Hardwire

In his starched uniform, with his
shoulders holding the weight of 30
other men in a platoon…
he is not a grandfather.

 

He is a cog, with edges clinking
smoothly into the Great Machine.
Every spit of tobacco on rice-paddy
floors leaves a bloodstain.
A heart is a rifle, firing
haphazardly into the darkness of
these jungles which nurture a
humid hunger. His heart is napalm.
burning and hurting and consuming
his chest; all’s that’s left to feel is
the fear of this faceless enemy.
What shadows he sees, beckons
him forward.

 
With the smell of singeing men,
covered in oil and agony—
the screams lead him closer to an
ocean. He wants to go home, but
every cog propels the Great Machine
and his son might be born without
a father.
It’s almost as much of a tragedy
as the man who falls into his
life-taking hands (their faces he fights
to forget) His body is a phoenix,
half ash and man and beats, slow-
slowing.
he shudders through a nightmare,
but never wakes up.

Eyes as ghosts
carry the memory of bodies,
empty of personality save for a
small whisper that they were once
more than cogs, more than human.

Lips more pricked than roses
forgetting his name but remembering
Johnny’s—whose sister fortified into
a shell when her only brother saw
himself lifted into the air and
spread out over a country he
couldn’t even pronounce.
They say Johnny
didn’t even feel the heat of the
explosion,
gone too soon, baby eyes lifted
skyward and repented

At 76, my grandfather is a great
warrior, fighting a battle he doesn’t
know exists. He doesn’t remember how
to tie his shoes, the touch of his lover’s
soft fingers on his back, or that he had
a son at all before the war.
He sits in his chair, examining a
wall, playing pictures only cogs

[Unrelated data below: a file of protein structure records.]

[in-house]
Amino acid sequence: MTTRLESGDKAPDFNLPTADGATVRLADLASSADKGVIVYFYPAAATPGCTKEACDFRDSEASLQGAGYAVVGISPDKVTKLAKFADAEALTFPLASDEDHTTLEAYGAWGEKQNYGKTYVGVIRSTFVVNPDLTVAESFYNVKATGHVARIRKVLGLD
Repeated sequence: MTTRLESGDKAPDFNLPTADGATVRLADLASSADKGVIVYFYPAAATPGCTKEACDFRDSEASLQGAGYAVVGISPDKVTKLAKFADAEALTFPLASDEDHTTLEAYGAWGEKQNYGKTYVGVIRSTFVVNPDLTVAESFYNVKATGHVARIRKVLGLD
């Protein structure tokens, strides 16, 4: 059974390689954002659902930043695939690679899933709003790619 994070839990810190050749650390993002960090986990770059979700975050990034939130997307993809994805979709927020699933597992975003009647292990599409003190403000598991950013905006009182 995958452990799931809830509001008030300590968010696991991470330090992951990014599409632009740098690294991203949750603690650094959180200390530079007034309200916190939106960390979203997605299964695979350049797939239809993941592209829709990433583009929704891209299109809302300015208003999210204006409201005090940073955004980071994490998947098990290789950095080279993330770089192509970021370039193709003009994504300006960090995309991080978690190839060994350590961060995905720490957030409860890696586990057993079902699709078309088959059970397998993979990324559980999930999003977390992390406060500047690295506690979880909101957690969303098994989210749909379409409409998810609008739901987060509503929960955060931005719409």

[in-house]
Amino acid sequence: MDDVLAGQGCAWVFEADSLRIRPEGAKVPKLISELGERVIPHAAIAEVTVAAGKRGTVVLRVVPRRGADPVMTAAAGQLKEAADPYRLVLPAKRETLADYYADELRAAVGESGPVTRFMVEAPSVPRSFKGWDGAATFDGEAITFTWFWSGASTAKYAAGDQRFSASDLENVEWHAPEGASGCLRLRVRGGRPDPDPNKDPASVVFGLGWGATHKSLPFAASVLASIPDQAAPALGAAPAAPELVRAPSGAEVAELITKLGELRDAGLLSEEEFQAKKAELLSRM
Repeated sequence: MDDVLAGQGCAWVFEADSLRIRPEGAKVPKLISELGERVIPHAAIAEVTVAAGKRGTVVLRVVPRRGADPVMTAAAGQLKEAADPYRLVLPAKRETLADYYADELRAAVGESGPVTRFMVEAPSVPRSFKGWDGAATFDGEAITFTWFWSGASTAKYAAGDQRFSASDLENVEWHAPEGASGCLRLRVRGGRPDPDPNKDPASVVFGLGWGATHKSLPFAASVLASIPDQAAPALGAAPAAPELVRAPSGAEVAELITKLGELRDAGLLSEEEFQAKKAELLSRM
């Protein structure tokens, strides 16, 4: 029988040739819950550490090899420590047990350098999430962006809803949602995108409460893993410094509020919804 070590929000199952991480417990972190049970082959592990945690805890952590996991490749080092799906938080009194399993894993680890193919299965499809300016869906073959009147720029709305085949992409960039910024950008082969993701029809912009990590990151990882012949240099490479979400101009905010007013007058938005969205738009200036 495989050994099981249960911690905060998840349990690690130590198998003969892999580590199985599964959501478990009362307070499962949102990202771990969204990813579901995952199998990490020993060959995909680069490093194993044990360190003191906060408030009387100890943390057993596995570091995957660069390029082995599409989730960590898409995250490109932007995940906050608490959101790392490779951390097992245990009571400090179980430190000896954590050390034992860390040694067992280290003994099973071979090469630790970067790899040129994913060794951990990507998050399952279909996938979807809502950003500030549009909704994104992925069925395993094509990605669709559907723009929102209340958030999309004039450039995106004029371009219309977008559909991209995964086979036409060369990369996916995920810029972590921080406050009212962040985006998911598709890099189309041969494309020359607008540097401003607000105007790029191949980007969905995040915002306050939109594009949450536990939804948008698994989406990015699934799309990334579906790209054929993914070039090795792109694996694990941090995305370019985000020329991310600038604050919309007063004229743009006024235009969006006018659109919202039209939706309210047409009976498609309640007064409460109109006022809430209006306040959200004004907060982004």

will never stop spinning into view.

At 76, my grandfather is a survivor
who has finally forgotten
all of our names.

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One thought on “Hardwire

  1. In Hardwire you equate the war the narrator’s grandfather fought in his youth (Vietnam it sounds like) with the current battle he is in against a form of Alzheimer’s or perhaps even just old age: “At 76, my grandfather is a great warrior,/ fighting a battle he doesn’t/ know exists. He doesn’t remember how/ to tie his shoes, the touch of his lover’s/ soft fingers on his back, or that he had/ a son at all before the war.”

    What is particularly remarkable is the tension you draw between the grandfather’s past and his current state of sitting in a chair as images continuously play in his mind, a mind that is outside of his control: “He sits in his chair, examining a/ wall, playing pictures only cogs/ will never stop spinning into view.” Earlier in the poem you write that the grandfather is a cog, which suggest that he is a piece of machinery that fits into the “Great Machine.” The way you set up such tension is rooted in mechanical terms and, I would say, as a society we have all begun to view humanity at large in such terms. We use mechanistic language daily when describing ourselves and we use humanistic language to describe the technology we use. Take a GPS for example, we say things such as “she thinks I made a wrong turn.” Or, “she can’t find me.”

    Often we hear the following types of questions: why is it that we feel so comfortable using this type of language to describe ourselves and the machines we create? After all, we don’t like to equate ourselves to animals, yet we don’t take issue with giving machines human qualities. Are we sacrificing our sense of self by allowing such analogies to be made?

    I think your piece asks the inverse of these questions. In what ways are such analogies beneficial? How do they help us identify things about ourselves that we might not have thought about? In an interesting twist, your use of mechanical language works beautifully to convey the power of humanity –individualism, empathy, etc. We feel for the grandfather because, of course, her is so much more than “a cog” in a “Great Machine.”

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